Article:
Peace in the Middle East: Who Needs It Now?

24 September 2007 at 10:30 am | Posted in Hanan Ashrawi, Middle East, Palestine, Sydney Peace Prize | Leave a comment

2003 Sydney Peace Prize recipient Dr Hanan Ashrawi spoke to a group of Cornell University students last week on the possible ways to bring peace to the Israel-Palestinian conflict.

In the lecture titled “Peace in the Middle East: Who Needs It Now?”, Ashrawi repeated the two solutions that have been oft mentioned: an end to the “occupation” by Israel and a two-state solution based on the pre-1967 borders.

Reponding to a question lifting the occupation will endanger civilian life in Israel, Ashrawi said: “You know I always get this question … I don’t know, how do we give psychotherapy to the collective Israeli mind? … it’s pretty racist to say, ‘you cannot trust Palestinians … how do you know?”

Ashrawi’s talk is part of the Mario Einaudi Center for International Studies’ Foreign Policy Distinguished Speaker Series.

Palestine & Peace: The Challenges Ahead

30 April 2007 at 10:10 am | Posted in Hanan Ashrawi, News, Palestine, Sydney Peace Prize | Leave a comment

On a recent visit to the United States, Palestinian Legislative Assembly member, Dr Hanan Ashrawi gave a public lecture at the Palestine Centre, an independent think-tank. In her lecture, the 2003 Sydney Peace Prize recipient spoke of the challenges facing the pursuit of peace in Palestine.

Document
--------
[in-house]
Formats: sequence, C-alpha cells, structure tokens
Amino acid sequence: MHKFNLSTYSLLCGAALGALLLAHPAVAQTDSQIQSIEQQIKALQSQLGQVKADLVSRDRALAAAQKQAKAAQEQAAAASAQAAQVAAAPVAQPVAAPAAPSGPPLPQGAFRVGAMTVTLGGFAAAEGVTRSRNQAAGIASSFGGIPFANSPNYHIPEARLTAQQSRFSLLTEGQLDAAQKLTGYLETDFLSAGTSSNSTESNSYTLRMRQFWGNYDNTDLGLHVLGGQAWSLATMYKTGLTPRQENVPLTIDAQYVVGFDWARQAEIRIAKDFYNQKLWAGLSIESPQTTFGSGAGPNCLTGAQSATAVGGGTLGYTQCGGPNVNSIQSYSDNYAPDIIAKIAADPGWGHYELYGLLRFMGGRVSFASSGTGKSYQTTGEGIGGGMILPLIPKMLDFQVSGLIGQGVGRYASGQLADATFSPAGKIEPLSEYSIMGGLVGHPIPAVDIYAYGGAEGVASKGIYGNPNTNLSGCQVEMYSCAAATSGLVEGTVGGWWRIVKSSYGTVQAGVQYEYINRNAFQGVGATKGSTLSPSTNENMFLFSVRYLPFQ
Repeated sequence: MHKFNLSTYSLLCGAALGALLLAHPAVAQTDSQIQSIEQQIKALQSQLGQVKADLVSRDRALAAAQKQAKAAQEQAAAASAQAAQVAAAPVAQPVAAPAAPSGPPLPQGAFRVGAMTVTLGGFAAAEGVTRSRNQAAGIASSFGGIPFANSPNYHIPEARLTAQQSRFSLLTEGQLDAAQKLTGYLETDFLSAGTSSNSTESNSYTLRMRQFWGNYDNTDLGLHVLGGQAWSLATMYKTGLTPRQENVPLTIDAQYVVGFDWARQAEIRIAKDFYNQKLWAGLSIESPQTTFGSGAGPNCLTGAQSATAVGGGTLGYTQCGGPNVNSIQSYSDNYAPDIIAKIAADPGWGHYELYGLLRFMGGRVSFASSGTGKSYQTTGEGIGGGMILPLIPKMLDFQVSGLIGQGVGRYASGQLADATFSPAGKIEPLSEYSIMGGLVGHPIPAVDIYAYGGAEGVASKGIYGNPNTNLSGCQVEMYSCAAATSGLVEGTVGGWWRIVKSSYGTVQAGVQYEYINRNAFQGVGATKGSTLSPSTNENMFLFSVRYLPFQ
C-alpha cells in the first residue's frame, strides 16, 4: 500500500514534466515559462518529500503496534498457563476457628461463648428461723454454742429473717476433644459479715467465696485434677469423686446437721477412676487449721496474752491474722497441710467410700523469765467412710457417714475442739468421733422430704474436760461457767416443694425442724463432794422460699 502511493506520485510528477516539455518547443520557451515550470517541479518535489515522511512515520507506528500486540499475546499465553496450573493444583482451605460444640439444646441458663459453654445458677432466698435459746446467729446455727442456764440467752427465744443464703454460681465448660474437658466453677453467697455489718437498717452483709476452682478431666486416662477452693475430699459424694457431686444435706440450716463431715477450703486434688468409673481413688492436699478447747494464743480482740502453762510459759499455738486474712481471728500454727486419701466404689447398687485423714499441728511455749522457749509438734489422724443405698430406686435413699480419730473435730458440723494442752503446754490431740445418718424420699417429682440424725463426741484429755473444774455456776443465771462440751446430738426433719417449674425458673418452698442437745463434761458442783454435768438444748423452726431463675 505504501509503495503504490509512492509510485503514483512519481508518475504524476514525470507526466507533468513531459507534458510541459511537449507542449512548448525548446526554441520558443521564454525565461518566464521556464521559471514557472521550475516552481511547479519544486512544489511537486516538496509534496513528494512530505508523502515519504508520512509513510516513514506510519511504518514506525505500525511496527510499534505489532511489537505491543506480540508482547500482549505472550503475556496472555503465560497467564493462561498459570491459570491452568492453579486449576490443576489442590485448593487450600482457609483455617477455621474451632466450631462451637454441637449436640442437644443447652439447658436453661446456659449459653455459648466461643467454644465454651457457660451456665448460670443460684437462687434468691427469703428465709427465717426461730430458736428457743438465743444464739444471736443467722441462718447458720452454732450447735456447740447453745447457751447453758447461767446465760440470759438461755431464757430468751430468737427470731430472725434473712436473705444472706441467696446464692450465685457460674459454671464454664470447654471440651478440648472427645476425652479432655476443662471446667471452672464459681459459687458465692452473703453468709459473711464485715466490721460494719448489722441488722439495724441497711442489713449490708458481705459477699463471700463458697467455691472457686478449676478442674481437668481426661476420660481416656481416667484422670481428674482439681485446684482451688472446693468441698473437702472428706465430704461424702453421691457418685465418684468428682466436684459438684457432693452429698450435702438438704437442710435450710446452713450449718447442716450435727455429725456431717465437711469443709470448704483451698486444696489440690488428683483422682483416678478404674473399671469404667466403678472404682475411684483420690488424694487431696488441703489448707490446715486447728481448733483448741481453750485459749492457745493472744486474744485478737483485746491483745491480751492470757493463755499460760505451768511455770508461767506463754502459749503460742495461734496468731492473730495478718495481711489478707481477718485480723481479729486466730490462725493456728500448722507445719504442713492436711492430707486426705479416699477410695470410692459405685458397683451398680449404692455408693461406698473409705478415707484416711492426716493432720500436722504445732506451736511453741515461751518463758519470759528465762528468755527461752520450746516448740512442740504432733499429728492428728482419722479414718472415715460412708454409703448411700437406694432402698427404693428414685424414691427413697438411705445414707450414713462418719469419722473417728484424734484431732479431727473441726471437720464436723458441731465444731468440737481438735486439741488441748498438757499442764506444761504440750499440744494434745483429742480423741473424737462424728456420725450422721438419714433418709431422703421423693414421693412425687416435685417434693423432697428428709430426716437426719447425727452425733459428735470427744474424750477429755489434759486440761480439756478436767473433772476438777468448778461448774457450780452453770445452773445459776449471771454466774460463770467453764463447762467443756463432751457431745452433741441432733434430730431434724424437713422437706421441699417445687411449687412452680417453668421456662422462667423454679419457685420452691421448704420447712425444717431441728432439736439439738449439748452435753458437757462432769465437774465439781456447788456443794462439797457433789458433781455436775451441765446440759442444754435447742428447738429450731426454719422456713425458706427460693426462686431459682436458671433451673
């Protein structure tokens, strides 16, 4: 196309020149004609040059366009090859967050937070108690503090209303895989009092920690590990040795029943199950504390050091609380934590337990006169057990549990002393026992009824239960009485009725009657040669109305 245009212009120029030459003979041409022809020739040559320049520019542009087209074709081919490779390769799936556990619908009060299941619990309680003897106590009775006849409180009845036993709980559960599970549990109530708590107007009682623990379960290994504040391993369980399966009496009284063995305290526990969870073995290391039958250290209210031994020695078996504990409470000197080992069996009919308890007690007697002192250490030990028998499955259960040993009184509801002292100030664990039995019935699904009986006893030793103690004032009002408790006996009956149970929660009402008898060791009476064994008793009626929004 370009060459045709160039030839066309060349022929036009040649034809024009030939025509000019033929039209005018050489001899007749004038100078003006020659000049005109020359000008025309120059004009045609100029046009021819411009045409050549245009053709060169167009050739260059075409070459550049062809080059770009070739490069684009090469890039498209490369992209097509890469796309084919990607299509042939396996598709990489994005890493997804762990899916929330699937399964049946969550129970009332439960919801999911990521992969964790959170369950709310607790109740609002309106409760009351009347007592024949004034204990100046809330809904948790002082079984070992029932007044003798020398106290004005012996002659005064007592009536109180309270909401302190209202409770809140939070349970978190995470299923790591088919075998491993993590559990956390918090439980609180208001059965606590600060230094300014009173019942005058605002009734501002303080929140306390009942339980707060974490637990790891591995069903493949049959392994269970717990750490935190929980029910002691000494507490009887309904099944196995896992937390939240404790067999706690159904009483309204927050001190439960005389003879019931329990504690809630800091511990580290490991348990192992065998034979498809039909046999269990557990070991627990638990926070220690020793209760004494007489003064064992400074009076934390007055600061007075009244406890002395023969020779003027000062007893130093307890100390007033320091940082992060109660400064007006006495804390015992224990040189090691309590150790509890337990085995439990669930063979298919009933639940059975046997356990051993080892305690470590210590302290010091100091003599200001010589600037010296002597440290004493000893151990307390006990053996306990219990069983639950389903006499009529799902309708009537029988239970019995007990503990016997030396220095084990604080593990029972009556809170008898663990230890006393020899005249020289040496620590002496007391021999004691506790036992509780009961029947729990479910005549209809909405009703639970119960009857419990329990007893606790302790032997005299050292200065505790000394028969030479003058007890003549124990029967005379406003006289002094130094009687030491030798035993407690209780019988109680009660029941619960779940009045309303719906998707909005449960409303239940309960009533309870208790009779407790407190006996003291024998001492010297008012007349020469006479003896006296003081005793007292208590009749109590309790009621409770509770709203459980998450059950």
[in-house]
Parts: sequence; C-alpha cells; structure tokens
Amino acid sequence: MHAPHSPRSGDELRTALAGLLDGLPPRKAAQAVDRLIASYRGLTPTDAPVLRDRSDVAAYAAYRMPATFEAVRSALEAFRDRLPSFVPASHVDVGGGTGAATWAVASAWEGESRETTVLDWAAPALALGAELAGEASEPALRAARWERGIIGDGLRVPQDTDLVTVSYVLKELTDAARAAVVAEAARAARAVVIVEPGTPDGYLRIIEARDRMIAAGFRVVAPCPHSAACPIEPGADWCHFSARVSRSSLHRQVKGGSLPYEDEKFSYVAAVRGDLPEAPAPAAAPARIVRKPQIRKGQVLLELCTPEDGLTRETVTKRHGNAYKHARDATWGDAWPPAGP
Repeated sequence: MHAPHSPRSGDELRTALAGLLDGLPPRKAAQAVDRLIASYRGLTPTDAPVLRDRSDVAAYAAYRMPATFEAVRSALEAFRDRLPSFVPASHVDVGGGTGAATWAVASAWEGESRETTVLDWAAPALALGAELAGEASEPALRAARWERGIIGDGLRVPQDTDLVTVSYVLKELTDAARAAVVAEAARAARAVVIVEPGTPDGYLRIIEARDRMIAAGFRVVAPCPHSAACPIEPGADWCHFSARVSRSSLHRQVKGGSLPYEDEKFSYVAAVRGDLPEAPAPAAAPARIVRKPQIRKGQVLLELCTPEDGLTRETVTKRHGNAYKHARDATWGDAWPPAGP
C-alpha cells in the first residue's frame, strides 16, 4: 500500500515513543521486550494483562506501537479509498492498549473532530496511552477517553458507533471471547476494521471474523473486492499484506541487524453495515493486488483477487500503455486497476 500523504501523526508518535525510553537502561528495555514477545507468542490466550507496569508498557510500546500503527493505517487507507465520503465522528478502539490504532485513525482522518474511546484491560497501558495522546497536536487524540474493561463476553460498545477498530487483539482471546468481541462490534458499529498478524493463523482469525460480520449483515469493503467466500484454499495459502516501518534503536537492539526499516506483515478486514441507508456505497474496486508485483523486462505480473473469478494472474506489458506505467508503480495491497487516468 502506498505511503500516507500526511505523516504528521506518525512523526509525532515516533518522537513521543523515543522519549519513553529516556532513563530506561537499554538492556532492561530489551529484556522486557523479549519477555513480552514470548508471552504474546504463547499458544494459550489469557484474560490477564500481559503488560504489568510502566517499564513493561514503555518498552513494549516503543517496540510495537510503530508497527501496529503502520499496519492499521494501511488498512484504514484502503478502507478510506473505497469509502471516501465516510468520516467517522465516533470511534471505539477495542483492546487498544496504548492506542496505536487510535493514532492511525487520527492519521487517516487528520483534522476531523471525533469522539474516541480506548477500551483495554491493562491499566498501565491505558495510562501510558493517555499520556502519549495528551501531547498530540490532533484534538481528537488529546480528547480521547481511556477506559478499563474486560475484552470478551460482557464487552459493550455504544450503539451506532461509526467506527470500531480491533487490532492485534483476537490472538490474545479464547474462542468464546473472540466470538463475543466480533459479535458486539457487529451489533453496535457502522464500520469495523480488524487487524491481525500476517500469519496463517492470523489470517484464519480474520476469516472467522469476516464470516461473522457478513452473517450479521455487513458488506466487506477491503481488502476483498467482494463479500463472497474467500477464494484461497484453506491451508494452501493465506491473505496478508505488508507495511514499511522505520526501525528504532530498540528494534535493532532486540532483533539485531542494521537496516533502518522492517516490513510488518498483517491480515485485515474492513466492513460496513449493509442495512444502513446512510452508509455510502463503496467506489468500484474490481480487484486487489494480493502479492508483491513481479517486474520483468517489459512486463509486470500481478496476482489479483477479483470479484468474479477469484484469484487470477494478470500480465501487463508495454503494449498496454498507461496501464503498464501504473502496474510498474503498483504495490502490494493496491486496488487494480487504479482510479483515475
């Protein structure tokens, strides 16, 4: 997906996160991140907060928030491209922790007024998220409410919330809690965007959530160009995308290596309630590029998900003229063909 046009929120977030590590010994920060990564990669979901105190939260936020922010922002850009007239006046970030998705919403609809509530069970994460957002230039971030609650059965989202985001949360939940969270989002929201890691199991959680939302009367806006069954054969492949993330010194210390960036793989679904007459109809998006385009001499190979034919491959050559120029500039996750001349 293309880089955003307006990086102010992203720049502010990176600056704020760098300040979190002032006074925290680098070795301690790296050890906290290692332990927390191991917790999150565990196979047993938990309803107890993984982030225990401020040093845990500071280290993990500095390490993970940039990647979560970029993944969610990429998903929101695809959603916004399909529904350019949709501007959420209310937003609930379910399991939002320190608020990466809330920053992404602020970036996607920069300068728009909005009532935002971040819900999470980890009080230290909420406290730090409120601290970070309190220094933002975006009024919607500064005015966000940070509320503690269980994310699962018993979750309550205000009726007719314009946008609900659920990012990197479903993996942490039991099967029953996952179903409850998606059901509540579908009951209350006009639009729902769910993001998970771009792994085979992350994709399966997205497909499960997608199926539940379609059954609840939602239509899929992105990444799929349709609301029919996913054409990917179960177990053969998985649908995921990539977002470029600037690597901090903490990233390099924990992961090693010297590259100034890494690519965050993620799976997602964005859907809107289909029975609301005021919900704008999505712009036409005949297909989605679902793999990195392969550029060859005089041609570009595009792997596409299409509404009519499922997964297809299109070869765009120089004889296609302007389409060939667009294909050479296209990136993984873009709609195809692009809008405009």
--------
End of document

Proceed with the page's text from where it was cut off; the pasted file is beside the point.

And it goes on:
In an Houston Chronicle, Dr Ashrawi also spoke candidly about the American policy in the Middle East and life under occupation. 

“We do not choose to be political or activists. This is life to us. I would love to have the luxury of being an academic and continuing my academic pursuits and writing and so on. But reality intrudes, and you have to do what you can. I didn’t choose for my hometown to be under occupation. I didn’t choose for my life to be disrupted like this, for my daughters to be traumatized all their lives, for my students to be shot and killed. I didn’t choose to be arrested or detained or beaten up in Palestine. These things happen to you. If you are a human being with a minimal sense of conscience and responsibility and justice, you better do something about this. It seems to me this is what most Palestinians are doing.”

Read the full interview here.

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